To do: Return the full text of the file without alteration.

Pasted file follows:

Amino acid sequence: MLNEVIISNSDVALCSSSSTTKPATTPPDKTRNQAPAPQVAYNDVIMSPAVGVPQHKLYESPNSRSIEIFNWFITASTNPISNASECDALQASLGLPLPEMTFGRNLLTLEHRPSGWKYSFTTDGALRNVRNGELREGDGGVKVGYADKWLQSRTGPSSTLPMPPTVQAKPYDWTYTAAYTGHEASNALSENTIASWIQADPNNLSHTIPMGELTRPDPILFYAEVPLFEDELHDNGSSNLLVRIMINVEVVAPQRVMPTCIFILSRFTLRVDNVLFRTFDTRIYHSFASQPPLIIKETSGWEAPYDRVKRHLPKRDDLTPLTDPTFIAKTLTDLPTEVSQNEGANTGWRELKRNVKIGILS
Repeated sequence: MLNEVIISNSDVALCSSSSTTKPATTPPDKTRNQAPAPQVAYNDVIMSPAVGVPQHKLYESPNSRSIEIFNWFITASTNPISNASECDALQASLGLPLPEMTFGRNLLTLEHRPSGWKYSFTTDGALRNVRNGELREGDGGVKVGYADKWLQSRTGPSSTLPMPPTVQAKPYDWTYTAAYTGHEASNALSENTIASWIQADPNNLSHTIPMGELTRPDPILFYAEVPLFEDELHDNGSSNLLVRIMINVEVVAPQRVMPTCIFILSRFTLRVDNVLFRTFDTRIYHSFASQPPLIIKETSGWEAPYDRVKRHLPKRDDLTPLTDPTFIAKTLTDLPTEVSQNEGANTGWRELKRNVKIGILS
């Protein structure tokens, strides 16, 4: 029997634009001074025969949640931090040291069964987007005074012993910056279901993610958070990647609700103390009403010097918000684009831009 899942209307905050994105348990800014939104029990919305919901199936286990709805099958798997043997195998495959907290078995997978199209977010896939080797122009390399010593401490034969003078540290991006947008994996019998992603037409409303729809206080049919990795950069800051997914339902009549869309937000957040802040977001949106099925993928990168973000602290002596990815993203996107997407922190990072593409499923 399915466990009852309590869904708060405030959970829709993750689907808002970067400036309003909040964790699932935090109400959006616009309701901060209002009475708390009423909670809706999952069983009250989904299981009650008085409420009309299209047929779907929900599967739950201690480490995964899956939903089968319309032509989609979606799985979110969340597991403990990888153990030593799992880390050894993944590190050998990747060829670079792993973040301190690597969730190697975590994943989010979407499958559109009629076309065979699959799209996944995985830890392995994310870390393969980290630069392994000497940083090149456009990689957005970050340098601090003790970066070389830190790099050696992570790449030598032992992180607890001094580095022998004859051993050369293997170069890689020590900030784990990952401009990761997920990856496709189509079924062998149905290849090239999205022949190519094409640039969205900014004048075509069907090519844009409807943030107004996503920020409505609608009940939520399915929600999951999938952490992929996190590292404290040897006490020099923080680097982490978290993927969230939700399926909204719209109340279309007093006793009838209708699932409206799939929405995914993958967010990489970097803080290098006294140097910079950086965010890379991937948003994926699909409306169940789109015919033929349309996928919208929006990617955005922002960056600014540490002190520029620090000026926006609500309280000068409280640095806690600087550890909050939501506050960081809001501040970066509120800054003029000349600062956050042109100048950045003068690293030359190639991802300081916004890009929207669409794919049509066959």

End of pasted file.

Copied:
Amino acid sequence: MLNEVIISNSDVALCSSSSTTKPATTPPDKTRNQAPAPQVAYNDVIMSPAVGVPQHKLYESPNSRSIEIFNWFITASTNPISNASECDALQASLGLPLPEMTFGRNLLTLEHRPSGWKYSFTTDGALRNVRNGELREGDGGVKVGYADKWLQSRTGPSSTLPMPPTVQAKPYDWTYTAAYTGHEASNALSENTIASWIQADPNNLSHTIPMGELTRPDPILFYAEVPLFEDELHDNGSSNLLVRIMINVEVVAPQRVMPTCIFILSRFTLRVDNVLFRTFDTRIYHSFASQPPLIIKETSGWEAPYDRVKRHLPKRDDLTPLTDPTFIAKTLTDLPTEVSQNEGANTGWRELKRNVKIGILS
Repeated sequence: MLNEVIISNSDVALCSSSSTTKPATTPPDKTRNQAPAPQVAYNDVIMSPAVGVPQHKLYESPNSRSIEIFNWFITASTNPISNASECDALQASLGLPLPEMTFGRNLLTLEHRPSGWKYSFTTDGALRNVRNGELREGDGGVKVGYADKWLQSRTGPSSTLPMPPTVQAKPYDWTYTAAYTGHEASNALSENTIASWIQADPNNLSHTIPMGELTRPDPILFYAEVPLFEDELHDNGSSNLLVRIMINVEVVAPQRVMPTCIFILSRFTLRVDNVLFRTFDTRIYHSFASQPPLIIKETSGWEAPYDRVKRHLPKRDDLTPLTDPTFIAKTLTDLPTEVSQNEGANTGWRELKRNVKIGILS
């Protein structure tokens, strides 16, 4: 029997634009001074025969949640931090040291069964987007005074012993910056279901993610958070990647609700103390009403010097918000684009831009 899942209307905050994105348990800014939104029990919305919901199936286990709805099958798997043997195998495959907290078995997978199209977010896939080797122009390399010593401490034969003078540290991006947008994996019998992603037409409303729809206080049919990795950069800051997914339902009549869309937000957040802040977001949106099925993928990168973000602290002596990815993203996107997407922190990072593409499923 399915466990009852309590869904708060405030959970829709993750689907808002970067400036309003909040964790699932935090109400959006616009309701901060209002009475708390009423909670809706999952069983009250989904299981009650008085409420009309299209047929779907929900599967739950201690480490995964899956939903089968319309032509989609979606799985979110969340597991403990990888153990030593799992880390050894993944590190050998990747060829670079792993973040301190690597969730190697975590994943989010979407499958559109009629076309065979699959799209996944995985830890392995994310870390393969980290630069392994000497940083090149456009990689957005970050340098601090003790970066070389830190790099050696992570790449030598032992992180607890001094580095022998004859051993050369293997170069890689020590900030784990990952401009990761997920990856496709189509079924062998149905290849090239999205022949190519094409640039969205900014004048075509069907090519844009409807943030107004996503920020409505609608009940939520399915929600999951999938952490992929996190590292404290040897006490020099923080680097982490978290993927969230939700399926909204719209109340279309007093006793009838209708699932409206799939929405995914993958967010990489970097803080290098006294140097910079950086965010890379991937948003994926699909409306169940789109015919033929349309996928919208929006990617955005922002960056600014540490002190520029620090000026926006609500309280000068409280640095806690600087550890909050939501506050960081809001501040970066509120800054003029000349600062956050042109100048950045003068690293030359190639991802300081916004890009929207669409794919049509066959």